I just don’t want both drivers on podium in Abu Dhabi, it’ll be horrible to see both reactions (imagine the situaton NR -1 , LH-3 on podium!). Get decided by reliability without double points coming into play, but then media and fans will get chance to create conspiracy theories about German/British thing and what not from the team! In any case (double points or failure) it’s messed up situation. Unless one of them crash due to mistake which is OK (as the driver himself will throw away championship).
              From the whole season I’ve watched, Lewis has got this already. (Nico didn’t capitalize when he had chances – Bahrain was one of them leaving aside the controversy of spa)

              But his father Keke Rosberg also got a championship in 1982 with only single win, whereas others had more. So, you never know what’ll happen – if the son gets his father’s LUCK!

      4. There is no respectable F1 Scoring System rather than 10-6-4-3-2-1 awarded to the only the fastest six finishers , with having 2nd place worth only 60% of a Win , While 3rd place only 66% of 2nd place & only 40% of The Winner
        , This gives the race the heat it needs , competition for the win , more overtaking attempts with more difficulty , today F1 becoming look like an Endurance Rally rather than Speedracing , few & easy overtakes , no fight spirit , no ambitions , no entertainment , that makes F1 alot more boring (Watch the GPs every season to recognize what I mean) .
        That Scoring system is the most fair point system & closest to the nature of any competition depends on points …. to determine the best .
        & the best in all speed racing is the most winner in most cases

    2. Kimberley Barrass
      17th November 2014, 11:59

      One questoin: Why do people need a championship not to be decided to watch a motor race?

      What’s up with that? My indicator of a good season is: Are most of the races memorable, interesting and exciting?

      If every place in both championships were decided four races before the end of a season, I would still watch the rest if the racing had been good all year.

      And vice versa: if every plce was still up in the air for the final race and we had had a year full of Sochi’s, I probably wouldn’t watch, and just check the results?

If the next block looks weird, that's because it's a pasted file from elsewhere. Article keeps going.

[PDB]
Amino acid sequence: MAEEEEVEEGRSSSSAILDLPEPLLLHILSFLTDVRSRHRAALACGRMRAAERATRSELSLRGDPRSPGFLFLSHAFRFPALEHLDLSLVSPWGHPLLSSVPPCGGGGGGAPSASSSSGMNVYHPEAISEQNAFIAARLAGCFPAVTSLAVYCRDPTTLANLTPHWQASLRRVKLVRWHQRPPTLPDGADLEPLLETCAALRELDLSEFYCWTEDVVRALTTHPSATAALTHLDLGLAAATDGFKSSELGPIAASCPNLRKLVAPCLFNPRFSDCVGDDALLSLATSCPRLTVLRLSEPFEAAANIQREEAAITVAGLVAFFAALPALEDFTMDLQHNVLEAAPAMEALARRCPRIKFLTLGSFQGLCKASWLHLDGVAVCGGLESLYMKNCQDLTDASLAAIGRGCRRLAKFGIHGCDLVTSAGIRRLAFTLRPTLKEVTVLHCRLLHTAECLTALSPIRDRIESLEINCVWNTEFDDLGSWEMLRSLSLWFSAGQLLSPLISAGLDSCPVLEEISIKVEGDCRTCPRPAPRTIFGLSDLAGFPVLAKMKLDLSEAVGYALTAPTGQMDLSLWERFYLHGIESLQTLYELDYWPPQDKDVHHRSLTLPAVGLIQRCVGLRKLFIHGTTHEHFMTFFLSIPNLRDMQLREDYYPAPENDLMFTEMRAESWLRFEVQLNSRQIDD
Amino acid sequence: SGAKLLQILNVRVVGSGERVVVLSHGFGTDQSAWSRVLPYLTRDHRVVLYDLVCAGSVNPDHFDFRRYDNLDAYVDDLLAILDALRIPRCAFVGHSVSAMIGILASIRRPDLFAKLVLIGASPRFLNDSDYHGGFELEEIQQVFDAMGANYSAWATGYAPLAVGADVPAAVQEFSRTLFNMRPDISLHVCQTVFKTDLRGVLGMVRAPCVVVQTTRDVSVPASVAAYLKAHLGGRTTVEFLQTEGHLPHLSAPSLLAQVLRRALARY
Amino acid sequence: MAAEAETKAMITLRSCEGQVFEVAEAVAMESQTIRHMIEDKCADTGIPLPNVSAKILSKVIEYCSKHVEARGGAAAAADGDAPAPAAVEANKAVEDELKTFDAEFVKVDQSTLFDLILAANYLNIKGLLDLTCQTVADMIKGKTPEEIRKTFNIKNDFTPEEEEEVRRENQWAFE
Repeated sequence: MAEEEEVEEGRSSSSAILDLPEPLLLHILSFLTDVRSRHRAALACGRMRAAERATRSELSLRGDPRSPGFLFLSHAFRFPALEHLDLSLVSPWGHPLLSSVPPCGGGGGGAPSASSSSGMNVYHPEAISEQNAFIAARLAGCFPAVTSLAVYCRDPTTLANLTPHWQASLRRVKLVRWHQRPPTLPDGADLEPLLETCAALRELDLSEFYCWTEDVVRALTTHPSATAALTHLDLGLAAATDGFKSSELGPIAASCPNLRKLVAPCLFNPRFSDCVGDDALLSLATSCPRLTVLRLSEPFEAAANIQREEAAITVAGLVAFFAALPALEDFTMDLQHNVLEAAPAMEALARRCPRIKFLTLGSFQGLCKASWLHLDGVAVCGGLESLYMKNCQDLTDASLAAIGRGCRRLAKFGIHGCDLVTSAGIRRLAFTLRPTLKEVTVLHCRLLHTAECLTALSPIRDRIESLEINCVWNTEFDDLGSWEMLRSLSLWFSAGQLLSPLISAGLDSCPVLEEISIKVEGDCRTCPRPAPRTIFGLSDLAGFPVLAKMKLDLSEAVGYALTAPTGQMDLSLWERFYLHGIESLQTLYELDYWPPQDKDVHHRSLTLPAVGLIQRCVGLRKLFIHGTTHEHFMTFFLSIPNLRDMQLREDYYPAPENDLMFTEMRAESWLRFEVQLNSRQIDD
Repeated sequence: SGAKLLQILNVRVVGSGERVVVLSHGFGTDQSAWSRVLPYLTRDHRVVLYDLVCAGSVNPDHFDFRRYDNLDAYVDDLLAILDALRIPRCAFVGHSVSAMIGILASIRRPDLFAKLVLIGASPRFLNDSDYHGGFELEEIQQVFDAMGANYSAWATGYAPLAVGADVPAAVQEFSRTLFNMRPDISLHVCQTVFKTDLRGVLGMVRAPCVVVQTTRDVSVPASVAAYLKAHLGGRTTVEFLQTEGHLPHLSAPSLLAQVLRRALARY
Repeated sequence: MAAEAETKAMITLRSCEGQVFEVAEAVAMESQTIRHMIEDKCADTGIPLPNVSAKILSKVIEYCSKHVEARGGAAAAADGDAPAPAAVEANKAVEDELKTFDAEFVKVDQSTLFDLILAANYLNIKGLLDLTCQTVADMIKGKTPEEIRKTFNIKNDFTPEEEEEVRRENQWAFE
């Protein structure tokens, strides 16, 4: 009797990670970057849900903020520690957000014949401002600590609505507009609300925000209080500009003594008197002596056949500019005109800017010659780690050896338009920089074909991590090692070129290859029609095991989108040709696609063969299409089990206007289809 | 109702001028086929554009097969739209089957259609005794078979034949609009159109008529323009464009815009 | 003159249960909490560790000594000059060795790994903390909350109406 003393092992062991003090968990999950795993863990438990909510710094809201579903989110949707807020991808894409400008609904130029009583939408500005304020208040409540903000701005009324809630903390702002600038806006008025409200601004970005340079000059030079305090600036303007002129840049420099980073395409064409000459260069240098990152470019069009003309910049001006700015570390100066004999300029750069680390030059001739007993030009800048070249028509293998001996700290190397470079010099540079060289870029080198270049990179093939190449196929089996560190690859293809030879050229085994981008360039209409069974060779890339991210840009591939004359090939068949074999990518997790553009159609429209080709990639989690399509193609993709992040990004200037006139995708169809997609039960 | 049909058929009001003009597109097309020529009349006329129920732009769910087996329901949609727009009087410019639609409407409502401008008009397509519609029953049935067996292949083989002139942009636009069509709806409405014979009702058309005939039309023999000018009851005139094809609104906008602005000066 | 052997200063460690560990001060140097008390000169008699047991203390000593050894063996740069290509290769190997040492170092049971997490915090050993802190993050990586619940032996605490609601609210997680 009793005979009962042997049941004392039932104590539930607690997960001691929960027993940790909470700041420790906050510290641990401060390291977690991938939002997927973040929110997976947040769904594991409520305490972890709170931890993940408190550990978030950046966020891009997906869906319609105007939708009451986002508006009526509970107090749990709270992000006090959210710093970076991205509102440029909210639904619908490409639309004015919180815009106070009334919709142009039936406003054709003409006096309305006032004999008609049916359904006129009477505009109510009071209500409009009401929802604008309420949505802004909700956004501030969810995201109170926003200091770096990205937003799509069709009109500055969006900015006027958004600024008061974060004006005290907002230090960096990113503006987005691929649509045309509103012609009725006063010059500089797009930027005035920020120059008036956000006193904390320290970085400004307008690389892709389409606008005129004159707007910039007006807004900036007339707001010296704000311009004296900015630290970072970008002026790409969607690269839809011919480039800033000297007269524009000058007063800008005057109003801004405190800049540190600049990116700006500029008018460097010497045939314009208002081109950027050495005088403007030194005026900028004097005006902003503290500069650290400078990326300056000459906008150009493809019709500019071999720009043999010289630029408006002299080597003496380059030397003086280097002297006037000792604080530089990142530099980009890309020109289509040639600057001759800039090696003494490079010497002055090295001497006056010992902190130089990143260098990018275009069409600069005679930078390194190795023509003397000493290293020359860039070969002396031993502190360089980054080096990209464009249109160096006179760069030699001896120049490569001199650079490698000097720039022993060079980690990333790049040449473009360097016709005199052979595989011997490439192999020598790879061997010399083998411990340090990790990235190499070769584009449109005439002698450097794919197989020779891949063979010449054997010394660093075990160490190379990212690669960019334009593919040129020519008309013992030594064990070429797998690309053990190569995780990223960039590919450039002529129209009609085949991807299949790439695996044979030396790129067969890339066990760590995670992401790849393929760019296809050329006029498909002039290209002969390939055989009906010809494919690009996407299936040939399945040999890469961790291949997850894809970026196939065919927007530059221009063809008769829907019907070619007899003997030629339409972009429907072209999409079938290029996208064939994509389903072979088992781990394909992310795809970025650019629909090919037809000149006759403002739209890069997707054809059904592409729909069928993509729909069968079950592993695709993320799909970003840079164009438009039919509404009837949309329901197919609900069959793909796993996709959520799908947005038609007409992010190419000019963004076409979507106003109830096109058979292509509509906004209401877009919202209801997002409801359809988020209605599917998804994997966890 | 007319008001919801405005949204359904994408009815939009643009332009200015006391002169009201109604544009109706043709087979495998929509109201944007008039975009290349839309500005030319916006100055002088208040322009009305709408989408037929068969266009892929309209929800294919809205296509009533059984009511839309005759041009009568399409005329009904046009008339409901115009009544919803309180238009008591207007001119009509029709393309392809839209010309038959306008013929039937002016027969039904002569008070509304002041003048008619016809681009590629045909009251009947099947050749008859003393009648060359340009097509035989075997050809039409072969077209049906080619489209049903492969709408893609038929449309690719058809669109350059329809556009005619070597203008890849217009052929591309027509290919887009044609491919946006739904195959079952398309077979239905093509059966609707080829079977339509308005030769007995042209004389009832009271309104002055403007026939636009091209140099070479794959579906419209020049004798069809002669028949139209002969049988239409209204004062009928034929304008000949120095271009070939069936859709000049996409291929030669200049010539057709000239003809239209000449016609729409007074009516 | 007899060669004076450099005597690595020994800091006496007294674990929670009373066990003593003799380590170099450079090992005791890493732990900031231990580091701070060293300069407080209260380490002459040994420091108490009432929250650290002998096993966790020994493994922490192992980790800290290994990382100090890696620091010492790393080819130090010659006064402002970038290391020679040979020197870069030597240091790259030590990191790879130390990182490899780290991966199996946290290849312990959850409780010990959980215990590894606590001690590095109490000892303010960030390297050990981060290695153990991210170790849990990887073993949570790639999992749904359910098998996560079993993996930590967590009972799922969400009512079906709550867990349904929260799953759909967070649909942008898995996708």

Surely I can’t be the only one to enjoy each race for the racing? The championships are secondary to that, although they are still fascinating and briliant and I love the drama, if they didn’t even exist, I’d still watch F1!!

      I watch WEC for goodness sake, and I haven’t got a clue who is winning in each category there. I just like to watch Aston Martins trailing ferraris for 15 laps with les than a card length between them. Top racing is it’s own reqard I think.

      1. What’s up with that? My indicator of a good season is: Are most of the races memorable, interesting and exciting?

        I have a lot of sympathy with this point of view. I’ve seen great races with no championship at stake (Suzuka 2005 again) and close championship fights with few memorable races (2007 springs to mind).

        1. LotsOfControl (@for-unlawful-carnal-knowledge)
          17th November 2014, 13:34


          I have a question for you, keith. Was Brasil 2008 a memorable race in your opinion?

          1. @for-unlawful-carnal-knowledge Of course I do – your point obviously being that this was a race which was largely exciting because of the championship situation. Likewise Brazil 2012. But I’m not saying these things are mutually exclusive.

            1. LotsOfControl (@for-unlawful-carnal-knowledge)
              18th November 2014, 14:14

              I agree. There’s nothing much to say really except that, if Brasil 2007 and 2008 were midseason races, i would not rate them a 9 or 10 ,but 7.
              That’s my view

            2. LotsOfControl (@for-unlawful-carnal-knowledge)
              18th November 2014, 14:27

              Let me add one more thing. Suzuka 2005 was probably the best race I saw in my 30 years of watching F1. Perhaps reversing the grid wouldn’t be such a bad idea? Of course there would be, let’s say, half the race points for the first 10 qualifiers.
              It would be pretty interesting in the first few laps, I think.

      2. The problem isn’t with the dedicated fans, who probably don’t really mind the 2002(?) season being decided in July(!); the problem is the greater mass of casual fans, who are only interested in who’s winning. And if those fans see that someone has won, they don’t bother with any more races until the following year.

        1. There should have been a ‘for example’ in that post… oh well, too late now :)

      3. In the old days, when F1 was still a sport and received little of the corporate influence it now gets from the teams, sponsors, and the commercial rights holder, things were as you described. Winning individual races was the most important thing. The driver’s and constructor’s championships were just extras. Nowadays, the very survival of drivers and teams depends on the seasonal results, due to commercial factors that weren’t there in the beginning.